Tuesday, 12 October 2010
Are you OA?
Osteoarthritis is a degenerative joint disease which is one of the leading causes of disability amongst elderly men and women.
At the World Arthritis Day forum today though, I found out that this disease is not age specific. Women are more prone to OA and tend to start developing symptoms in their 30s and 40s and worsen as they age. 70% of all OA is knee-related. The risk increases to 57% in those with a past knee injury.
I must confess that my threshold for pain is quite high. I have ignored the aches and pain that come with my running regimen - drills, intervals and distance. It was only last month in Victoria, BC (Canada) when the weather dropped to a chilly 10 degrees Centigrade that I paid attention to my knee. I guess the cold weather affected my knee joint. I was experiencing constant pain, stiffness swelling and limited range of motion. I found it difficult to walk, bend and even, climb up and down the stairs. So, when I arrived home, I immediately headed straight to the hospital to see an orthopedic.
At the clinic, the orthopedic doctor overhead me discussing my ailment to my running coach over the phone. He corrected me and said "you have joint E-ffusion and not I-ffusion. . water on the knee which is actually a symptom of osteoarthritis." He said the cause is repetitive stress or overuse of the knee. He prescribed the following medications: anti-inflmatory (arcoxia), topical cream (V-Gel) and to wrap my knee for 20-minutes with a warm towel twice a day. He also advised to avoid anything strenuous and to specifically stop running. If the swelling does not subside, he recommended to aspirate the knee to remove the excess fluid which he said is better than knee replacement.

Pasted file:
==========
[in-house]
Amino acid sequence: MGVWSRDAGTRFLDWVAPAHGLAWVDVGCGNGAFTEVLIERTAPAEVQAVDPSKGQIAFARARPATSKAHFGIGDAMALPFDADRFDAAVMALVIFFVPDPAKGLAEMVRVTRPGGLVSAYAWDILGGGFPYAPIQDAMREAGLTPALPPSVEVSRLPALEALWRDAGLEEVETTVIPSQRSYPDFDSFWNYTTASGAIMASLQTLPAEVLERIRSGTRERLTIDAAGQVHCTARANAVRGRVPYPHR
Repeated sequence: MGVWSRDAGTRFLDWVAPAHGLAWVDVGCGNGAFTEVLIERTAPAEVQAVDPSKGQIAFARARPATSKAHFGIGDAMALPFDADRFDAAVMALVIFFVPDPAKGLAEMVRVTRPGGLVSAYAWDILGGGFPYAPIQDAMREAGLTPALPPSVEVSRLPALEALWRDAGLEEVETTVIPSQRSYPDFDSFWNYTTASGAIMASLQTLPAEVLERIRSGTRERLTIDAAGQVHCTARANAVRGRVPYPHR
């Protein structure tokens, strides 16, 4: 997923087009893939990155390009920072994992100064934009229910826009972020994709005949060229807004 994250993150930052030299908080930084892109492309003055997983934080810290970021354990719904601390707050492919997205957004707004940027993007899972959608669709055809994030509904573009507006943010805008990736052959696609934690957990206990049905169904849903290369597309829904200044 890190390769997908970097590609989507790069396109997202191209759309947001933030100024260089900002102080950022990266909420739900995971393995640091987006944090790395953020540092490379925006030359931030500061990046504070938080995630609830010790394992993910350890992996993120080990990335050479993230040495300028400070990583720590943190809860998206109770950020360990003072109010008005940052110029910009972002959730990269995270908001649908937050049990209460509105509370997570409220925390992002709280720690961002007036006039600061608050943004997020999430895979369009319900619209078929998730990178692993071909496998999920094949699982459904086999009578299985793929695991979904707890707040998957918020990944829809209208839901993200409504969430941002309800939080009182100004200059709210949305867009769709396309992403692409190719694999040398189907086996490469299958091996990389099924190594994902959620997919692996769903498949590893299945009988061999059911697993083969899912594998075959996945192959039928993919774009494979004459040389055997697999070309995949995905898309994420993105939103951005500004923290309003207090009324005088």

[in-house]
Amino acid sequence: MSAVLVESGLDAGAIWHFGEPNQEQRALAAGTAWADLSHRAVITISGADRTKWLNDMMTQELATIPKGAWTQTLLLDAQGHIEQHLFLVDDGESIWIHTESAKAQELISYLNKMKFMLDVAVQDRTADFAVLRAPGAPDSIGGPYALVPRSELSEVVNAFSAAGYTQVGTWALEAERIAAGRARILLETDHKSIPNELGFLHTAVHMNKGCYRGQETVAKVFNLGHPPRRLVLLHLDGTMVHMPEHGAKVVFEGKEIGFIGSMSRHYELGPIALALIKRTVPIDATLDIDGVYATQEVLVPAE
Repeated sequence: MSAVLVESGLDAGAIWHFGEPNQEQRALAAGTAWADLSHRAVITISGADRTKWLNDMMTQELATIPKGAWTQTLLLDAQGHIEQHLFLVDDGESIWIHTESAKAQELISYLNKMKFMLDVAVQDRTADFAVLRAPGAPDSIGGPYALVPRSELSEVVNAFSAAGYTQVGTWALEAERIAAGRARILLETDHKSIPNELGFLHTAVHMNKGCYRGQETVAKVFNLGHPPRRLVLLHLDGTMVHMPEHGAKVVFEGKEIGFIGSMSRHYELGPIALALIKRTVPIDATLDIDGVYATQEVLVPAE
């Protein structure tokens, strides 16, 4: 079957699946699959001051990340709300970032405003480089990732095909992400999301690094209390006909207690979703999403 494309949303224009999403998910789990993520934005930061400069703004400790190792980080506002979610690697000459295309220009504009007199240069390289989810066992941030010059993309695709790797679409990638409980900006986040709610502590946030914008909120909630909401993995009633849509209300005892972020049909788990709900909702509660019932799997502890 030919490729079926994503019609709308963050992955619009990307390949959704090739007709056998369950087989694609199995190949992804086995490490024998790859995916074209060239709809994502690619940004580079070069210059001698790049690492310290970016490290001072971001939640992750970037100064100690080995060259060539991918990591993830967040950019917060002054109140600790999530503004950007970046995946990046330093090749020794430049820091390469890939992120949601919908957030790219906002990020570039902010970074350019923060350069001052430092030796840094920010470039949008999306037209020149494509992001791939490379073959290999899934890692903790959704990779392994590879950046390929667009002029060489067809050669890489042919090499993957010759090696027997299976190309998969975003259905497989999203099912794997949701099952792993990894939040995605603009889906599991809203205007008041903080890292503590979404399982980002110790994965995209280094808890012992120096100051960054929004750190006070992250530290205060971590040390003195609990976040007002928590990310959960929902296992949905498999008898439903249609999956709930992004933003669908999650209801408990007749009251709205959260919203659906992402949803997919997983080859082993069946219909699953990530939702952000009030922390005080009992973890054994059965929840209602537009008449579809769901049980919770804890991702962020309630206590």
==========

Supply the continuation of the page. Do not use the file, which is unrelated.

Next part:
Well, I don't like anything invasive so I went to see an alternative, holistic sports doctor, an acupuncturist (Dr. Kit Navaro) who recommended to limit leg exercises to 3x a week and to go back to 'basics'. This means, correct my form and strengthen the leg muscles - knee, calf and hamstrings. He stressed the need to rest in between; meaning, do absolutely nothing. Tomorrow I am seeing a sports rehab doctor, Dr. Bate, who hopefully, will recommend physical therapy.
If all things fail, I found out at the forum that another option is viscosupplementation. This is a procedure that involves the injection of gel-like substance into the knee. The first step is similar to aspirate to remove the diseased joint fluid and then, introduce the gel-like substance. The substance will simulate the synovial fluid to protect the joint by absorbing shocks and lubricating the moving surfaces. The product available in Manila is called Synvisc-One, a USFDA approved injection regimen that provides up to 6 months of knee pain relief. Of course, the procedure requires a prescription from either a rheumatologist or orthopedic.
The upside of this treatment is fast relief lasting from 6 to 12 months. The downside is, it's another botox treatment where you need a shot every six months.